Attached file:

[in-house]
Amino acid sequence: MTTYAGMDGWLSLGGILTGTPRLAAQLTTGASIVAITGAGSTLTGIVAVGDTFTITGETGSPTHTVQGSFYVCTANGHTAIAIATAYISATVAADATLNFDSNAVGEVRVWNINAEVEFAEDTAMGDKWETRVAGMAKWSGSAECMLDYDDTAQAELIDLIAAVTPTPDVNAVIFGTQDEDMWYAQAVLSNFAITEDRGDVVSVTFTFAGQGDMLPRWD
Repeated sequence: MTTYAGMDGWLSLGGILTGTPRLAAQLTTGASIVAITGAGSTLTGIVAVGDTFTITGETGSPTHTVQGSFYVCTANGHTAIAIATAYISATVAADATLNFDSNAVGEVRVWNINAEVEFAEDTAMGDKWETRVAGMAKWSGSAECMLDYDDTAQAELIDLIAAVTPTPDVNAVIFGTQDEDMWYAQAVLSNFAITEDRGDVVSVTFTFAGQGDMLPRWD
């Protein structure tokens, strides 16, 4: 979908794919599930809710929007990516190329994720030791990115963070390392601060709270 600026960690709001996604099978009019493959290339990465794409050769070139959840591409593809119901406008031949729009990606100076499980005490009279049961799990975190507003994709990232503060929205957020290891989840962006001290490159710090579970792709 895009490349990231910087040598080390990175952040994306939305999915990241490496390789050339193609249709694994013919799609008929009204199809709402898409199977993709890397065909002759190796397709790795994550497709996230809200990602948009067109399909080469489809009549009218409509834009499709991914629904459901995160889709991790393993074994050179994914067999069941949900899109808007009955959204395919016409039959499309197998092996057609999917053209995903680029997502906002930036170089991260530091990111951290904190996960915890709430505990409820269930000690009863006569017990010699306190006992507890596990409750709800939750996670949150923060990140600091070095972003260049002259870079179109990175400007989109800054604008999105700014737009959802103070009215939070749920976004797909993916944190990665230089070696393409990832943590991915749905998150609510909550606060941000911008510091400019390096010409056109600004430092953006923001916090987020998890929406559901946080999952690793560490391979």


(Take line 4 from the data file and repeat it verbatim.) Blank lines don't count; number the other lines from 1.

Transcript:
């Protein structure tokens, strides 16, 4: 979908794919599930809710929007990516190329994720030791990115963070390392601060709270 600026960690709001996604099978009019493959290339990465794409050769070139959840591409593809119901406008031949729009990606100076499980005490009279049961799990975190507003994709990232503060929205957020290891989840962006001290490159710090579970792709 895009490349990231910087040598080390990175952040994306939305999915990241490496390789050339193609249709694994013919799609008929009204199809709402898409199977993709890397065909002759190796397709790795994550497709996230809200990602948009067109399909080469489809009549009218409509834009499709991914629904459901995160889709991790393993074994050179994914067999069941949900899109808007009955959204395919016409039959499309197998092996057609999917053209995903680029997502906002930036170089991260530091990111951290904190996960915890709430505990409820269930000690009863006569017990010699306190006992507890596990409750709800939750996670949150923060990140600091070095972003260049002259870079179109990175400007989109800054604008999105700014737009959802103070009215939070749920976004797909993916944190990665230089070696393409990832943590991915749905998150609510909550606060941000911008510091400019390096010409056109600004430092953006923001916090987020998890929406559901946080999952690793560490391979």